The database enables users to search any word or combination of words, anywhere in the text or title of a work. Search terms and search sets can be combined using Boolean operators and wildcards for different forms of a word. The database provides a range of search fields and browse lists to help locating individual works.
Customers who own both the Acta Sanctorum and Patrologia Latina databases can find entries on search terms and texts in both corpora. Users also have access to entries in Mediae Latinitatis Lexicon Minus as an additional resource.
The Cecil Papers database comprises around 30,000 sixteenth and seventeenth-century manuscripts, namely the correspondence of William Cecil, Lord Burghley (1520-1598) and his son Robert, the 1st Earl of Salisbury (1563-1612), along with documents acquired by Robert Cecil that previously belonged to his rival, Robert Devereux, the 2nd Earl of Essex. These documents are listed on the database under the publications ‘The Cecil Papers, Volumes, ‘The Cecil Papers, Petitions’ and ‘The Cecil Papers, Maps.’ In addition, the Cecil Papers database gives access to the Cecil Family and Estate Papers, consisting of family and estate documents from three generations of the Cecil family and dating between 1601 and 1668.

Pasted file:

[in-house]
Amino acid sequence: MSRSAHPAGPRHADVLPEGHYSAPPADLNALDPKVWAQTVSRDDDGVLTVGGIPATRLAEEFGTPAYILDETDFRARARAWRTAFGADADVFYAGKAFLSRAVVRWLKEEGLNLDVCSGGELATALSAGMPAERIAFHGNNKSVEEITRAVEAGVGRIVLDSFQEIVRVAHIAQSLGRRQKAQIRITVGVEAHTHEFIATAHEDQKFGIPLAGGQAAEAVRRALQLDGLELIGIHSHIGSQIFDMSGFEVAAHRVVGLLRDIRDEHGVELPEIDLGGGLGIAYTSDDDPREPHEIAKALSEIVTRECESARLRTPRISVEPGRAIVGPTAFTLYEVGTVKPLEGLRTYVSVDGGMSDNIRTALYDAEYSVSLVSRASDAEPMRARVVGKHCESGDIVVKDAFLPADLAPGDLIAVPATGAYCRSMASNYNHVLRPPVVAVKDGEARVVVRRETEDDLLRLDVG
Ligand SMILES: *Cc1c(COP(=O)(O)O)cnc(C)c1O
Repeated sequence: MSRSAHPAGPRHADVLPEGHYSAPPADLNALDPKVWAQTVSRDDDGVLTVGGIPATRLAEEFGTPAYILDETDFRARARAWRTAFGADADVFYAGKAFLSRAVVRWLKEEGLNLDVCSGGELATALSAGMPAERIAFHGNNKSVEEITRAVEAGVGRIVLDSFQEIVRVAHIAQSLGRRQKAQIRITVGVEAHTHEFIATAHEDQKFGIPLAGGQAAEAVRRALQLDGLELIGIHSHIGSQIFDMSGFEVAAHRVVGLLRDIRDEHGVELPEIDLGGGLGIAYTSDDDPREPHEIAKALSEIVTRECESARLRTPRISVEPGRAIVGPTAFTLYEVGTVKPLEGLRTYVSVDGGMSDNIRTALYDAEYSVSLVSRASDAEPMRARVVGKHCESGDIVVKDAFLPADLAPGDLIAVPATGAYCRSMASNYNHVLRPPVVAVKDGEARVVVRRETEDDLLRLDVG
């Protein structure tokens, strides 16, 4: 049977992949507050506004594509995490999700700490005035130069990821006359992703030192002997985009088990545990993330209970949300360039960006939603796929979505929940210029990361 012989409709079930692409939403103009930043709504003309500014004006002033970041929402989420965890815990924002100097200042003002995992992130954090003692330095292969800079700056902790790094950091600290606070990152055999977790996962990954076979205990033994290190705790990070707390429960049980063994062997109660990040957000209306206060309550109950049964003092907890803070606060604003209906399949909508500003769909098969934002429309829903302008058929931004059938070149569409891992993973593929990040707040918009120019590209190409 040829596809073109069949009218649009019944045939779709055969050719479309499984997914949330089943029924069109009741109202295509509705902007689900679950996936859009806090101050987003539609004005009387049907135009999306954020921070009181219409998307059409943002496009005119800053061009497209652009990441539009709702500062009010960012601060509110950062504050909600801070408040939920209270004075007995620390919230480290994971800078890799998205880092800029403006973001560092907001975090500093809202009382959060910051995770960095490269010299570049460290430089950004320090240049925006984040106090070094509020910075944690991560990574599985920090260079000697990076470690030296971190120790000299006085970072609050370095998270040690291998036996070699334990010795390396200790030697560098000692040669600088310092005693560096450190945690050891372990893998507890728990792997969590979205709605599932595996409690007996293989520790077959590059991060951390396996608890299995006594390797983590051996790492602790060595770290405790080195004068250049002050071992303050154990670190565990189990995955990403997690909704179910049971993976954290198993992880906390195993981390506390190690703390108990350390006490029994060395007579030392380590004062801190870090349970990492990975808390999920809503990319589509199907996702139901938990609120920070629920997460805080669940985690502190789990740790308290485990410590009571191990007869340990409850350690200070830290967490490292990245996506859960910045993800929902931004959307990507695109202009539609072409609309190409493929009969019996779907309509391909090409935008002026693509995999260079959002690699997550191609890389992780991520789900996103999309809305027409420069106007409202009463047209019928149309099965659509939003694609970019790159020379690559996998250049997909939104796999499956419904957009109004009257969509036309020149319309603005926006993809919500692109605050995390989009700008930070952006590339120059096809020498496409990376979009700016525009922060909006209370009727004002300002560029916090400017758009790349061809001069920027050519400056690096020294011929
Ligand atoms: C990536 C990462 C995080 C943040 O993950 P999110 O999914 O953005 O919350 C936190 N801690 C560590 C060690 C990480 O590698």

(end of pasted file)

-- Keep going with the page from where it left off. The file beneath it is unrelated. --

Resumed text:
The documents’ dates span the period 1520-1668, from the birth of William Cecil, Lord Burghley, to the death of William Cecil, 2nd Earl of Salisbury. The Cecil family dominated government during the reign of Elizabeth I and the earliest part of James I’s reign, with its heads serving as Secretaries of State and Lords High Treasurer. The documents’ subject matter therefore consists of both English domestic politics and overseas politics and international relations (i.e. reports of English ambassadors to foreign courts, reports of overseas agents). Events addressed include the Tudor re-conquest of Ireland, the Anglo-Spanish war, the English loss of Calais, and the early settlement of America.